Canada’s chief justice of Supreme Court says the country’s public faith in Canadian justice is at risk due to barriers Canadians and others face gaining access to courts, particularly in civil matters.
Chief Justice Beverley McLachlin, on Saturday, warned of the judicial hoops that Canadians must jump through for justice during a rare news conference at the annual conference of the Canadian Bar Association, according to a report in The Chronicle Journal.
“Being able to access justice is fundamental to the rule of law. If people decide they can’t get justice, they will have less respect for the law,” Ms. McLachlin said.
“They will tend not to support the rule of law. They won’t see the rule of law, which is so fundamental to our democratic society, as central and important.”
McLachlin did not offer specific solutions for the Canadian justice system, but urged lawyers, judges and government to come together and break down barriers between citizens and their judicial system.
The chief justice said the question of judicial accessibility is under review by the Action Committee on Access to Justice in Civil and Family Matters. That organization, formed under the Chief Justice, is chaired by Justice Thomas Cromwell. Committee members include the Canadian Bar Association, Justice Canada, and the Canadian Judicial Council.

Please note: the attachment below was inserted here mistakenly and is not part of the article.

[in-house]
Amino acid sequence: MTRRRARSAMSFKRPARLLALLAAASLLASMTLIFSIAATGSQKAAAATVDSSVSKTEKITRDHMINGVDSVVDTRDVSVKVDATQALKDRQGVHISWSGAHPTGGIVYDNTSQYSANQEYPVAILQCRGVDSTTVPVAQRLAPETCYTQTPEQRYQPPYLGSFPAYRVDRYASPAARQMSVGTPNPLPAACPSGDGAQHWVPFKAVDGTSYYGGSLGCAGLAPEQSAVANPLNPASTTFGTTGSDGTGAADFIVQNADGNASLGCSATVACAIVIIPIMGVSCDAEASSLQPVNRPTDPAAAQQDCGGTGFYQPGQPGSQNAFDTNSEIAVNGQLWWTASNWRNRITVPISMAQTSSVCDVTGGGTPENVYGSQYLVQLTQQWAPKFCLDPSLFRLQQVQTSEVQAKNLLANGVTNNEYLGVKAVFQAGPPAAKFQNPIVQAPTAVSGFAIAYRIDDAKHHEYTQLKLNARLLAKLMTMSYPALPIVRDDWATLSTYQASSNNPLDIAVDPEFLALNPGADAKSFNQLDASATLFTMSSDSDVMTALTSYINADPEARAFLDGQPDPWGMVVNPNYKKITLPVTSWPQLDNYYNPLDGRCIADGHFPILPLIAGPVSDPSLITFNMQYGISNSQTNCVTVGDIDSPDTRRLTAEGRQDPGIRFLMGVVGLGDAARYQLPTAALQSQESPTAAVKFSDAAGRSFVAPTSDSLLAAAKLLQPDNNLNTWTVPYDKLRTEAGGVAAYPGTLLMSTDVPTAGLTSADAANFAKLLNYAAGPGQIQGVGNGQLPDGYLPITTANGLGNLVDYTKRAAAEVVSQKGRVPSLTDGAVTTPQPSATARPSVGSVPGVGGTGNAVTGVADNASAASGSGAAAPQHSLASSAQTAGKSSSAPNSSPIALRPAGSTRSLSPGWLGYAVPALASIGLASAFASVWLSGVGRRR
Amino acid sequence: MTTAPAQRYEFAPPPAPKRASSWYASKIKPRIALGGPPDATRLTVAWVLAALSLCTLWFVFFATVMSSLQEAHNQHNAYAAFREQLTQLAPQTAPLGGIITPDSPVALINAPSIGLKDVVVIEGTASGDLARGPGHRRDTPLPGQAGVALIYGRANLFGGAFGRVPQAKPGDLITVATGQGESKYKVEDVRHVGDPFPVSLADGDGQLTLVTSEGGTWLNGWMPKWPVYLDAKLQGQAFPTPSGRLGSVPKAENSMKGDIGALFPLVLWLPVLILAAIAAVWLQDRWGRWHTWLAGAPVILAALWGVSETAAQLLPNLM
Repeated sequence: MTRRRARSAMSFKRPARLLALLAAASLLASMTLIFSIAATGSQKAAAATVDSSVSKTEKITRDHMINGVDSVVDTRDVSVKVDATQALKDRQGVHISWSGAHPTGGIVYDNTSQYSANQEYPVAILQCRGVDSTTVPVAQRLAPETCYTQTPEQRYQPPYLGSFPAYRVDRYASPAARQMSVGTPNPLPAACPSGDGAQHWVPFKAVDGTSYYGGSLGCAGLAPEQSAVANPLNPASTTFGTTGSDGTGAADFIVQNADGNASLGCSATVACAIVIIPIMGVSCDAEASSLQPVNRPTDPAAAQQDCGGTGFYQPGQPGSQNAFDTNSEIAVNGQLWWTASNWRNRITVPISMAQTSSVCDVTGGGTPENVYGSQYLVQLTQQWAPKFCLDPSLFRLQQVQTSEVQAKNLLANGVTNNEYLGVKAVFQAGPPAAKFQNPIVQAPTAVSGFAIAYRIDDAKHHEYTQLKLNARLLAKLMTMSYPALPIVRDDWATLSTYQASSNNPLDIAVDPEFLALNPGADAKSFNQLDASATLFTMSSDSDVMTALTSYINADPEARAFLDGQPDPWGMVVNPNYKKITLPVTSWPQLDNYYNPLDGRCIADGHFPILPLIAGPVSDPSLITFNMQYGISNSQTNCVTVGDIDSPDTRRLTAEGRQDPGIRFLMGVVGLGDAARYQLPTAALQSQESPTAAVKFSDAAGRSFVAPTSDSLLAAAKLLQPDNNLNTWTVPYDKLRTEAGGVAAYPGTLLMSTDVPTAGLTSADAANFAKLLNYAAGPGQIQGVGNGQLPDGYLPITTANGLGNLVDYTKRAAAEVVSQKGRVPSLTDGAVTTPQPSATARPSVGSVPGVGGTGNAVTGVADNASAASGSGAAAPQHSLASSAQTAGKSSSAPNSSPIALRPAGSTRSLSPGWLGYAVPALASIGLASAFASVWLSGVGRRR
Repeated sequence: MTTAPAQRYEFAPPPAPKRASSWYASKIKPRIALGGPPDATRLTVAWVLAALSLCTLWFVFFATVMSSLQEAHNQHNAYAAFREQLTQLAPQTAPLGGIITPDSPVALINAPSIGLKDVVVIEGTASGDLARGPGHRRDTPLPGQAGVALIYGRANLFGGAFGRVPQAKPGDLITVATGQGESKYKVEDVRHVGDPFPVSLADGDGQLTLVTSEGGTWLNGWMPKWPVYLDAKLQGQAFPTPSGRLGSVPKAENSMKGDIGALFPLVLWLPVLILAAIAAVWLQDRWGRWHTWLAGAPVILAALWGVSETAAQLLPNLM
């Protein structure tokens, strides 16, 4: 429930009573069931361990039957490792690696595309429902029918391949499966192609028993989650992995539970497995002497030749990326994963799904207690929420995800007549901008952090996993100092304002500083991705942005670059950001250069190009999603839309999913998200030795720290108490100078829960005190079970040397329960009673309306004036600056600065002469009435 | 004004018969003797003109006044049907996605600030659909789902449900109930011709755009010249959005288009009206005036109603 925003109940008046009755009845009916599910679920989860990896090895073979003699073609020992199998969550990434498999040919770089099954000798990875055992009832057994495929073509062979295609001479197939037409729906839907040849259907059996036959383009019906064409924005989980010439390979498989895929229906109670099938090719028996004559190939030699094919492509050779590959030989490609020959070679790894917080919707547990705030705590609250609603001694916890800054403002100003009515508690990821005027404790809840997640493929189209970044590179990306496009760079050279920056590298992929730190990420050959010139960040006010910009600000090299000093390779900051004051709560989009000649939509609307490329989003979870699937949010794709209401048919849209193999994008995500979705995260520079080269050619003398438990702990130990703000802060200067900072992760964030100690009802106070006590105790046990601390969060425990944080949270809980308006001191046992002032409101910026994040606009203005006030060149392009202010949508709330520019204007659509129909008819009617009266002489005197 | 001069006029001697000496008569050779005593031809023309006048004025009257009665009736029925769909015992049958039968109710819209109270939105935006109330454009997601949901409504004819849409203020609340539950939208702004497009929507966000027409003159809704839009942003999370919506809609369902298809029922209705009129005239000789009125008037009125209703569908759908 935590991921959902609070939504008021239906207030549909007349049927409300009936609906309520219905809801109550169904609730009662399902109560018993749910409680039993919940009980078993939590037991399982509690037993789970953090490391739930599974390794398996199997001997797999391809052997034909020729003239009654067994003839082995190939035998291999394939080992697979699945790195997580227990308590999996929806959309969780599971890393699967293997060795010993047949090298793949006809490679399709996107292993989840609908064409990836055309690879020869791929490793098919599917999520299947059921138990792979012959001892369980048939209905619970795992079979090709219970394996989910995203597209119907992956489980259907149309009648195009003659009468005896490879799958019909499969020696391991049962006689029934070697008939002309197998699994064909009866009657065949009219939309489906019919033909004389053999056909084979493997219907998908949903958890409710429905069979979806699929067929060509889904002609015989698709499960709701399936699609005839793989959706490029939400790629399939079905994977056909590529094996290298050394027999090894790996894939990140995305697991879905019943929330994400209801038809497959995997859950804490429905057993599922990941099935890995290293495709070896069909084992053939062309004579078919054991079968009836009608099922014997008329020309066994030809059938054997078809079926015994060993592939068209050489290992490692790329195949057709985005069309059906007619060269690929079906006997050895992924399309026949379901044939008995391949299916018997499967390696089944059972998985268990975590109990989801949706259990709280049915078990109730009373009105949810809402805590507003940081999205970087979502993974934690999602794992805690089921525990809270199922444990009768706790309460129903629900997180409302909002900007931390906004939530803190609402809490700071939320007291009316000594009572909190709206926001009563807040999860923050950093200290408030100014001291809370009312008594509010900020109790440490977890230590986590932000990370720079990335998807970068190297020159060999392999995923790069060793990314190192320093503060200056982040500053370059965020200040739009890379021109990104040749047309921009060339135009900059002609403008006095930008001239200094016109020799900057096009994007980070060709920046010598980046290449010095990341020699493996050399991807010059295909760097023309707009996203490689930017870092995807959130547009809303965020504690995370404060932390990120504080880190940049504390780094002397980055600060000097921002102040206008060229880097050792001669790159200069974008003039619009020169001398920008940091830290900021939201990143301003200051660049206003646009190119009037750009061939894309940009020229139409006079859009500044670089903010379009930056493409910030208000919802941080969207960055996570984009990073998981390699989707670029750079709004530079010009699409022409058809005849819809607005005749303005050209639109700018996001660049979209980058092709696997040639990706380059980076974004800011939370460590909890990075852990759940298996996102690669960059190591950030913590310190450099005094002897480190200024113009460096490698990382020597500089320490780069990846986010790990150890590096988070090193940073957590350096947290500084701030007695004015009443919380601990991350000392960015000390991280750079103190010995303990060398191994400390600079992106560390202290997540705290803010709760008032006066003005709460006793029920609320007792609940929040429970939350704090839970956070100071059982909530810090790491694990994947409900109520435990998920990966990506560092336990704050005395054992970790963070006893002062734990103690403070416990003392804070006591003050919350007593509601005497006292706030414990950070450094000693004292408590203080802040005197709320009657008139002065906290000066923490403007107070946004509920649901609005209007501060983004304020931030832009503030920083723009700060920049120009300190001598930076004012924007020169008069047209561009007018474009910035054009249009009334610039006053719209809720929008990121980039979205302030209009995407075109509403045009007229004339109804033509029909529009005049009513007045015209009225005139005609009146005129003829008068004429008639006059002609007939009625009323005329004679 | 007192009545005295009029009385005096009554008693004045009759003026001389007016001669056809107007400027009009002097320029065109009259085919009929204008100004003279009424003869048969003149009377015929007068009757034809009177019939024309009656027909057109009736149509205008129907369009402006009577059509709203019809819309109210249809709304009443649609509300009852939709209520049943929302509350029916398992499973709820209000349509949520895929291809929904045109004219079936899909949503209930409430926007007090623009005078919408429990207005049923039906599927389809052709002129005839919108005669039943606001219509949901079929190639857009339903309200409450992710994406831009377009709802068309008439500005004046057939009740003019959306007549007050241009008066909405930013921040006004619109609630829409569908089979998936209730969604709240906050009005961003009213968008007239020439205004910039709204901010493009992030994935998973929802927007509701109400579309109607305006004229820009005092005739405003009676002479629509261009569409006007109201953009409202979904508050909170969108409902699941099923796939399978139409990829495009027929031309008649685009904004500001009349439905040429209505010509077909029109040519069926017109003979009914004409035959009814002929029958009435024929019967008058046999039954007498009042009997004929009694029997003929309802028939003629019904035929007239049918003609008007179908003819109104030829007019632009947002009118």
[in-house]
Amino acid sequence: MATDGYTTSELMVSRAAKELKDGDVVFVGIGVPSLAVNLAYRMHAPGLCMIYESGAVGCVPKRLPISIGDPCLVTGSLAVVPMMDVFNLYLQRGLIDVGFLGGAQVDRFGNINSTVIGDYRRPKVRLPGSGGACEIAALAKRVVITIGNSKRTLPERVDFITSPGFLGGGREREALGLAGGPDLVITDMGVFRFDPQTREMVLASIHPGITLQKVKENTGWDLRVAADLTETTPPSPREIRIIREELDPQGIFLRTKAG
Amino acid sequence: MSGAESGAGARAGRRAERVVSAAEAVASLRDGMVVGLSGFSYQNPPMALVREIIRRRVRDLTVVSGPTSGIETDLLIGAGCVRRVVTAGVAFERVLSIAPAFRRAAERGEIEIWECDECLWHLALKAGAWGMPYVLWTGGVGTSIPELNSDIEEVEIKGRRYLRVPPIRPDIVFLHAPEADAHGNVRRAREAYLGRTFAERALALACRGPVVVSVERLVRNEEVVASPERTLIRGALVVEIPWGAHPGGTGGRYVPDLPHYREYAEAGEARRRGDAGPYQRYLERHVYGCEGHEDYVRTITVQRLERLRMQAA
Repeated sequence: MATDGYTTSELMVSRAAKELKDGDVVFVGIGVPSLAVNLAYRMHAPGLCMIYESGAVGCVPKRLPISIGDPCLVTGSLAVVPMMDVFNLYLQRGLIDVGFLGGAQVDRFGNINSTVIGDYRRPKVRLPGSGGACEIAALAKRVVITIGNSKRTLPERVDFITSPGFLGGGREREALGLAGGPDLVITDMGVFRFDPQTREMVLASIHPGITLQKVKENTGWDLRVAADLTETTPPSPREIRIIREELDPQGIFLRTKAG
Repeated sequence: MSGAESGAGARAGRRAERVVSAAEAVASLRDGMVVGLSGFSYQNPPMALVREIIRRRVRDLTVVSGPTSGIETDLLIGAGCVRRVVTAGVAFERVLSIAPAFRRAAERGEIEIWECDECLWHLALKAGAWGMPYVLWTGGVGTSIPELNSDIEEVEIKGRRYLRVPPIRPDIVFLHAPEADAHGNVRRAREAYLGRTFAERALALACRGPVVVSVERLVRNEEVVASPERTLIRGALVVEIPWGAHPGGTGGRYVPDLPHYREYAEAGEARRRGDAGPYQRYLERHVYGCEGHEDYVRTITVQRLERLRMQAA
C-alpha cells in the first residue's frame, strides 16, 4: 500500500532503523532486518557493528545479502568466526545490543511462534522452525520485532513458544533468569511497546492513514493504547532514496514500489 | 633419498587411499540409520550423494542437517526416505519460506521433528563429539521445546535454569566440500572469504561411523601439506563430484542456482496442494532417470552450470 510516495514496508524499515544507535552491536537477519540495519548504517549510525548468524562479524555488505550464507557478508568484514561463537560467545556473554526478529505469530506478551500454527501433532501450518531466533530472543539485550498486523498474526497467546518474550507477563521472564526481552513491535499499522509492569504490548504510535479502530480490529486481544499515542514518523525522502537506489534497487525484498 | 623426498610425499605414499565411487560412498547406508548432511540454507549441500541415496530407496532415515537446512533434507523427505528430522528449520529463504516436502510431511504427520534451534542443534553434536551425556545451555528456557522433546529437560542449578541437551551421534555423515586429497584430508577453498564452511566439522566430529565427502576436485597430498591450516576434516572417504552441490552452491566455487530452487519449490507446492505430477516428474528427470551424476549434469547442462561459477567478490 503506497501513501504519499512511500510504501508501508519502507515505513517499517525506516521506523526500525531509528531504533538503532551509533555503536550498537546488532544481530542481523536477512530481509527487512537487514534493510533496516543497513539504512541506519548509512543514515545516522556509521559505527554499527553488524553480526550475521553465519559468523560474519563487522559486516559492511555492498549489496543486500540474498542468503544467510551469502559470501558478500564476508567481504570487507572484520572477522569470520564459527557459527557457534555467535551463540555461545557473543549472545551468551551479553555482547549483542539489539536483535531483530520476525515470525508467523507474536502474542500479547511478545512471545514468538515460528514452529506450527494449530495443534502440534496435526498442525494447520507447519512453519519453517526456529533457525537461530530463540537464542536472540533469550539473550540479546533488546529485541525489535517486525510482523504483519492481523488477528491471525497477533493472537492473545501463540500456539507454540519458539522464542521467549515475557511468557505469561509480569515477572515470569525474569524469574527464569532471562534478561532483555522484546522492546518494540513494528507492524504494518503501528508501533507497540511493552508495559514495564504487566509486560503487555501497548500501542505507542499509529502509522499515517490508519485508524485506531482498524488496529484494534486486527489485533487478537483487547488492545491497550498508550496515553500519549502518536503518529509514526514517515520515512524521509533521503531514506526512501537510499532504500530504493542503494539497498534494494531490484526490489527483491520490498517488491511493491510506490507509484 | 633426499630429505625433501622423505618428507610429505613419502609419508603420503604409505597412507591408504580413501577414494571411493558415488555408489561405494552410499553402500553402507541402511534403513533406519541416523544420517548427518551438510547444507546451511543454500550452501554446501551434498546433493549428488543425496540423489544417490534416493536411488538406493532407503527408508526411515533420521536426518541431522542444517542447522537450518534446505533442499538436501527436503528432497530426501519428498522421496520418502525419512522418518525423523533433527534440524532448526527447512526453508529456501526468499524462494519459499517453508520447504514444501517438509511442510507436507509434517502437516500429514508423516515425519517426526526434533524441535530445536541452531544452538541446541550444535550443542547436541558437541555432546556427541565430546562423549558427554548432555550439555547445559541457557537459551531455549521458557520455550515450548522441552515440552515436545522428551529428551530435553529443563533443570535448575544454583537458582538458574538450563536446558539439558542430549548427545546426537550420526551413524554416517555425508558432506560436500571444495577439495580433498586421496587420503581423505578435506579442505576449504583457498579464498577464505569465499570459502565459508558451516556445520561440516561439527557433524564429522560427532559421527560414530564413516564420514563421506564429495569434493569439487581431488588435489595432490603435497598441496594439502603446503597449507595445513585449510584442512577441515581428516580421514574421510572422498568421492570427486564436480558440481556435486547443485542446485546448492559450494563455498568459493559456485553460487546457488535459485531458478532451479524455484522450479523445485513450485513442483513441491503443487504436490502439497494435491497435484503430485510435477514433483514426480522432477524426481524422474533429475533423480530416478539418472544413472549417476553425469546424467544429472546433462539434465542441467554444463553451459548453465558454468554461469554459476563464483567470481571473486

McLachlin described difficult recent cases her court has decided on including, among others, the Vancouver Safe Injection site appeal.
In late 2011, in an unanimous ruling, the Supreme Court declared that the Insite clinic could stay open, ordering the federal health minister to grant an immediate exemption. The clinic allegedly injects drug abusers with drugs. Preliminary observations published in 2004 in the journal Harm Reduction indicate that the site successfully attracted injecting drug users and thus decreased public drug use.
Asked to expand on that case, McLachlin skirted specifics, only saying “It is difficult and it’s high profile and it matters a lot, and so it was simply one case that, I think, stood out amongst many in the year.”
Reporters also asked McLachlin to respond to those in B.C. who are upset about the recent sentencing of former RCMP officer Monty Robinson.
The disgraced former RCMP corporal, who was also involved in Robert Dziekanski's Taser-related death in Vancouver, is not getting jail time for an unrelated conviction stemming from a fatal crash.
Robinson was sentenced to a one-year conditional term on Friday for attempting to block the police investigation of that October 2008 collision with a motorcyclist in Delta, B.C.
“Appeal to the Supreme court of Canada,” she fired back, adding she could not comment on a specific case.
After making the point that the Canadian people are losing faith in the country’s judicial system, the Chief Justice seemed to immediately backtrack.
“There is in place a very good appeal system and an excellent set of courts of appeal across the country. If citizens think that a particular sentence is inappropriate then that is the avenue – at least appeal to the court of appeal. These issues have to be resolved in the court system.”
Ms. McLachlin, 69, in office since 2000, said she has no plans to retire.